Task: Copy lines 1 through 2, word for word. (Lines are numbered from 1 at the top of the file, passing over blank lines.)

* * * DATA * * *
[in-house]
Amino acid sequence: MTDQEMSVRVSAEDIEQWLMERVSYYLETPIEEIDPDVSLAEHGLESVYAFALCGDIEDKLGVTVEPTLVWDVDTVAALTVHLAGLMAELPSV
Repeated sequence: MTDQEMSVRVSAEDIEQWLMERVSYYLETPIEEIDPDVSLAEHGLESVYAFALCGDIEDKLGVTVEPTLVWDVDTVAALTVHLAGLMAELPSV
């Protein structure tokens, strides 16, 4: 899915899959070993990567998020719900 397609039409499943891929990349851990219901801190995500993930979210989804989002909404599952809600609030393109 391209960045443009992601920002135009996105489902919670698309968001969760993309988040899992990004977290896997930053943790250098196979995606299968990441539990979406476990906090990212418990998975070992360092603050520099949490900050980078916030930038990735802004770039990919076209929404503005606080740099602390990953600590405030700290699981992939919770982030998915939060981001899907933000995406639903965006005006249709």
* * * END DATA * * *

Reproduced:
[in-house]
Amino acid sequence: MTDQEMSVRVSAEDIEQWLMERVSYYLETPIEEIDPDVSLAEHGLESVYAFALCGDIEDKLGVTVEPTLVWDVDTVAALTVHLAGLMAELPSV